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This village in Arizona has a simple solution to light pollution

NYC community gardens may wither under Trump’s proposed budget cuts

April 3, 2017 by  
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President Donald Trump’s proposed budget cuts could mean the kiss of death for New York City’s community gardens . More than 500 of the communal spaces across all five boroughs depend on a program called GreenThumb , which is administered by the New York City Department of Parks and Recreation . Initiated in the wake of the 1970s fiscal crisis, which resulted in the widespread abandonment of both private and public land, GreenThumb has turned hundreds of derelict lots into tillage. Most of its funding comes from federal Community Development Block Grants—the same ones the budget blueprint seeks to eliminate. Should the budget pass, GreenThumb risks losing $1 million a year out of a $2.4 million budget, according to WNYC . Related: Detroit nonprofit seeks crowdfunding for new East Side community garden “It would be devastating to GreenThumb, it would mean laying off a dozen workers or more, and it would be less money for supplies, for bulbs, for tools,” said New York City Councilman Mark Levine, who chairs the city’s Parks and Recreation Committee. Levine, WNYC adds, is working on securing more money for community gardens, as well as the restoration of jobs for 150 Parks department gardeners and maintenance workers. Via WNYC Photos by Unsplash

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NYC community gardens may wither under Trump’s proposed budget cuts

New Dutch bicycle bridge doubles as a green roof for a school

April 3, 2017 by  
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Who said bridges can’t be fun? A new bridge in the Dutch city of Utrecht is not only pulling double duty as a pedestrian and bike path, but it also forms a roof garden over a local school that’s surrounded by a green public park. Designed by NEXT Architects , the unique Dafne Schippers Bridge – which will officially open on April 3rd – covers the Amsterdam-Rhine Canal in Utrecht and provides the community with plenty of space to run, bike and play. Working under commission for the city, NEXT Architects collaborated with Rudy Uytenhaak Architectenbureau , Arup and Bureau B+B landscape architects , to create a unique design that focused on the needs of the community. Although typical bridges tend to be solitary, functional structures, the ambitious layout of Dafne Schippers Bridge makes it an integral part of the area’s urban design , complete with smooth cycling and walking lanes, all surrounded by expansive greenery. Related: Lush Green Lilypad Bridge Spins Open to Accomodate Boat Traffic The bridge itself is approximately 360 feet and connects the old part of Utrecht with the new district Leidsche Rijn. From the Utrecht district of Oog in Al, cyclists and pedestrians follow a long bend upwards through Victor Hugo Park. The path leads through the green roof of a local Montessori school. Marijn Schenk, from NEXT architects explains that this cohesive design is meant to create a seamless connection for the community, “In one fluid movement, the cycle route, park, and school are brought together to form a cohesive whole of infrastructure, architecture, and landscape,” + Next Architects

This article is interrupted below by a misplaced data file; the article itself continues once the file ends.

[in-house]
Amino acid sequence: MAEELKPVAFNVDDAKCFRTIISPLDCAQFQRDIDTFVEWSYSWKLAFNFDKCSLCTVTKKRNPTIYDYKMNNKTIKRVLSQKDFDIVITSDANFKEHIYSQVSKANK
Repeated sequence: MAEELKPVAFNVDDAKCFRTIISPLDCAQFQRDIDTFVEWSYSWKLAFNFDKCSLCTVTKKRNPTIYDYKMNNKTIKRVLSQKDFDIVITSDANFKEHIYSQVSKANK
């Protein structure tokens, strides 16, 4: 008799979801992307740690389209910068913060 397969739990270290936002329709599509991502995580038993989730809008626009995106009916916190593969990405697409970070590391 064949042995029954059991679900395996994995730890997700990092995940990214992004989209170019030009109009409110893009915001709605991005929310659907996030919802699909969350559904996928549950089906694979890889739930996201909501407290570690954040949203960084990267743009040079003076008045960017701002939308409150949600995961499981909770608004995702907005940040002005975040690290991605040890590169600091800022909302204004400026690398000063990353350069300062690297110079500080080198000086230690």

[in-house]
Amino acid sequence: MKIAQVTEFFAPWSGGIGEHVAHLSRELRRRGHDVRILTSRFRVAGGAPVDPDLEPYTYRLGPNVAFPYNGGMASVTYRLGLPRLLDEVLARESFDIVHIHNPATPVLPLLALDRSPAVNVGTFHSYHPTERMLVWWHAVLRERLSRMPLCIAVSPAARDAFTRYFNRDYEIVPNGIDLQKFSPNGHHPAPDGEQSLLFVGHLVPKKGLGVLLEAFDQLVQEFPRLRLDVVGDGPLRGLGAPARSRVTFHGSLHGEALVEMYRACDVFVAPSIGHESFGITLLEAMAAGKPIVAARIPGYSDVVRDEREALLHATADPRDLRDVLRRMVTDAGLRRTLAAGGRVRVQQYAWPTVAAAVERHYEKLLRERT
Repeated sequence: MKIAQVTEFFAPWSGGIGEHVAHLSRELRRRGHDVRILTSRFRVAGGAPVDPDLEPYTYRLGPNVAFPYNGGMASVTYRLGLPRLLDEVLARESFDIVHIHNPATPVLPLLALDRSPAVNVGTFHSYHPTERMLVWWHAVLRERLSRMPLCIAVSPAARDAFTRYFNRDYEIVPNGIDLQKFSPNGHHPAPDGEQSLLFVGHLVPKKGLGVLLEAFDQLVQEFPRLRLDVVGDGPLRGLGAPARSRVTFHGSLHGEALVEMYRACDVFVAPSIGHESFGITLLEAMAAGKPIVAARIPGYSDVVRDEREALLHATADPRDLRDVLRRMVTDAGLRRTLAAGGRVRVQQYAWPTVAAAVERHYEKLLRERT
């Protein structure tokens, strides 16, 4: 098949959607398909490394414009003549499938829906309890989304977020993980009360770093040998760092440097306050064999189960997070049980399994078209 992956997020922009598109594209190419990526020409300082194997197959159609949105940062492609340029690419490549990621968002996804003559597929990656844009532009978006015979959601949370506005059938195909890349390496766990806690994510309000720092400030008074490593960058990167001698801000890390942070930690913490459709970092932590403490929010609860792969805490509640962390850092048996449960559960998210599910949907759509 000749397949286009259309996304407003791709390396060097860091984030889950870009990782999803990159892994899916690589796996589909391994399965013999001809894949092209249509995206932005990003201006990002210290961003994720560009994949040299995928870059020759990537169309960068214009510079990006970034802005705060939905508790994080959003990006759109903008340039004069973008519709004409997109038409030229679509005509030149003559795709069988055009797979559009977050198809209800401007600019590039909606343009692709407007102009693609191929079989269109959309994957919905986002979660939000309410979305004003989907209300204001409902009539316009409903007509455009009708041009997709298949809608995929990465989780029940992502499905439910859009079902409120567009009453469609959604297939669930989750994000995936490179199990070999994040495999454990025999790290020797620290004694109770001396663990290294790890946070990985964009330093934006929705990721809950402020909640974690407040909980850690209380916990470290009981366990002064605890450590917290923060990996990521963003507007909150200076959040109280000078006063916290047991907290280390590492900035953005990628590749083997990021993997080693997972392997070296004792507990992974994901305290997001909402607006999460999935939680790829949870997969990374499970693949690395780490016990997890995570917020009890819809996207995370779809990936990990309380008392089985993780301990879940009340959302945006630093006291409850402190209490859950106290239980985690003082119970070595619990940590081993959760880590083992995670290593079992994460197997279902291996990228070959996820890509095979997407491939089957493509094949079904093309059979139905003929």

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Historic Missouri church rises from the ashes with an eco-friendly twist

April 3, 2017 by  
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When the 2011 catastrophic fire ravaged the historic Westport Presbyterian Church in Kansas City , much of the church’s structure and finishes were completely destroyed. Fortunately, however, the original limestone facade survived in good condition. Rather than knock down the building and start anew, Kansas City-based design firm BNIM reconstructed the iconic church, from the painstaking restoration of sacred components to the creation of a new addition that features modern and eco-friendly elements. Built in 1905, the 27,000-square-foot multi-story Westport Presbyterian Church is one of the most iconic buildings in Kansas City’s historic Westport community. BNIM and the community came together to rebuild the church and tackle the challenges of preserving original elements while crafting a space that was also dynamic and progressive. Parts of the church considered not sacred were deconstructed and large amounts of salvaged material —from the reclamation of 40,000 feet of pinewood framing material to the reuse of original limestone—were used in reconstruction. The restored and renovated church features a new addition with a 150-seat sanctuary, 40-seat chapel , gathering space, fellowship room, 3,000-square-foot multipurpose room, a 1,000-square-foot street-facing “community room”, administrative offices and office space that will be leased to a Westport area nonprofit. The renovation includes energy saving elements such as LEDs and contemporary stormwater management practices. All stained glass was restored and reinstalled in contemporary mounting. The project won an AIA Kansas Merit Award and an AIA Kansas City Citation Award. Related: Stunning see-through church is made from stacked weathered steel “This is one that put a smile on all our faces,” said an AIA Kansas City jury member. “There was a fire, and it destroyed just about everything on this church except for the stone walls. For the community to come together and rebuild this, and do it in such a thoughtful, elegant, and modern way, was something the jury really applauded.” Another jury member added: “It wasn’t just a restoration, it was a repositioning of the whole church itself. It made for a better building, and we think more connected to the community.” + BNIM Images via BNIM